An Independence Commencement: How Baylor's Earliest Graduates Celebrated

Baylor University Commencement party invitation, 1859

One of The Texas Collection’s earliest records of Baylor Commencement, dated 1859. The “managers” of the party, the Erisophians and Philomathesians, were prominent (and often rival) literary societies that began when Baylor was in Independence.

We introduced Margaret Hall Hicks, a Baylor alumna from the 1870s, this summer in our “Looking Back at Baylor: Simple Pleasures in Independence” post. We encourage you to read it for a view of Christmas celebrations in Baylor’s early years. Pretty different from Christmas on 5th Street, but as Hicks said, they enjoyed their Yuletide festivities “to the fullest.”

Now we look to Hicks’ remembrances of Independence again as another Baylor Commencement approaches. December’s commencement isn’t nearly as large as the spring celebration, but every graduation is an exciting day for the Baylor family. But what did Commencement look like back in Independence? For starters, people came from all over Texas, the celebrations lasted a week, and included the examination period. (Students spoke recitations that essentially were their final exams. Hey, class of 2012—aren’t you glad you didn’t have oral examinations for all of your classes?)

Baylor University Commencement invitation, 1888

The invitation hails the 1888 ceremony as Baylor’s 42nd commencement, but Baylor actually did not graduate any students until 1854, when the Board of Trustees voted to award Stephen Decatur Rowe his degree. This invitation is a good example of the deteriorating effects of tape on paper.

Hicks’ memoir, Memories of Ancestors, tells us that in 1866, “Commencement Week was the gala time of the whole year. People from all over the state made their plans to attend the Commencement of the two Baylor schools, and the little town of Independence was taxed to its utmost, both the hotels and private homes, to care for the great number of visitors.”

Of course, in Baylor’s early years, the university’s students all hailed from Texas (although many students’ families probably hadn’t been in the state for very long). But people came from all over the state to attend the fine university. That was a feat by itself, considering the small size of the school and the large size of Texas!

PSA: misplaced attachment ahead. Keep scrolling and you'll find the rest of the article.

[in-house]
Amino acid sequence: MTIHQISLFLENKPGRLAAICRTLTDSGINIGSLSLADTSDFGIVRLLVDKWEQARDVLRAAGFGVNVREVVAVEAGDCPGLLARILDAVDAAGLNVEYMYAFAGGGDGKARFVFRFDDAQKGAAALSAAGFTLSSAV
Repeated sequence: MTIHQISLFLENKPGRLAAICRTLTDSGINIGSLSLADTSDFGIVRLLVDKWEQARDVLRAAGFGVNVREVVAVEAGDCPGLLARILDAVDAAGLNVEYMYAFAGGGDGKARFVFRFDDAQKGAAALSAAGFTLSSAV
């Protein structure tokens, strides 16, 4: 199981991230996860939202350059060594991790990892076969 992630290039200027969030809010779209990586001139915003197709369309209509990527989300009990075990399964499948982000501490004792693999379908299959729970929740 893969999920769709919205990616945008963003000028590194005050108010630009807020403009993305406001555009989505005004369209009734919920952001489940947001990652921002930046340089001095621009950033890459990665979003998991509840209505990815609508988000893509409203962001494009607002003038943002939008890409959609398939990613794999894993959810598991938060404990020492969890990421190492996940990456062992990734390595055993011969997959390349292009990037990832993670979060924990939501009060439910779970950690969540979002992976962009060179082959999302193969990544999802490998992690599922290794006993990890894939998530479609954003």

Baylor University Commencement in Carroll Chapel and Library, 1920s

Commencement was held in Carroll Chapel before the building burnt in 1922. This might have been one of the last graduation ceremonies hosted in what is now simply Carroll Library (and the home of The Texas Collection).

“Relatives of the students felt it a duty as well as a pleasure to attend Commencement exercises in the schools in which their children were pupils. So we had all kinds of visitors for this season. Very fashionable people from Galveston and Houston, moderately dressed people from the small towns and the country around Independence, and pioneer people with their primitive styles from the northern part of the State. Of course, we found much delight in seeing and mingling with all of these people. Many of them stayed in the rooms with us, and we thought it no hardship to sleep three or four in a bed or on a pallet on the floor that the visitors might have our beds.”

In addition to the public examinations, students held debates and gave speeches. Every night of Commencement Week, there was some kind of program, with the younger Baylor primary school students participating as well as the university students. Baylor University and Baylor Female College took turns hosting the “entertainments,” which culminated with a “grand Senior Concert.” On the last night of Commencement Week, the faculty and students of Baylor University hosted a party for the faculty and students of Baylor Female College.

Baylor University Commencement, 1966

Judge Baylor watches over the soon-to-be graduates of 1966 as they process into Waco Hall.

This “crowning event of the season” was held in the Burleson Domicile, which was President Rufus C. Burleson’s home and a dormitory for male students. The octagonal shape of the building created nooks that were perfect for courting on the third floor veranda, as Hicks tells us: “The veranda was furnished with chairs and benches, dimly lighted, just the place to fill young heads with thoughts of love and romance. Many of the young men and maidens, knowing this would be the last meeting of the happy school days, plighted their troth, which resulted in the future marriages of some of the best people of our state.” Well, that sounds familiar—plenty of marriage proposals still happen on or around Commencement day at Baylor! And we like to think that the best people in the state (and the world!) come here.

Students (and their families) come to Baylor Commencement from all over the world now, and the official Commencement ceremonies don’t span a week anymore. But the thrill of sending new Baylor graduates out to “fling the green and gold afar” hasn’t changed since Baylor graduated its first student in 1854. Congratulations, class of 2012!

This entry was posted in Baptist history, Baylor at Independence, Baylor Female College, Baylor University, Carroll Chapel, Commencement, Margaret Hall Hicks, That Good Old Baylor Line, Waco, Washington County Texas. Bookmark the permalink.

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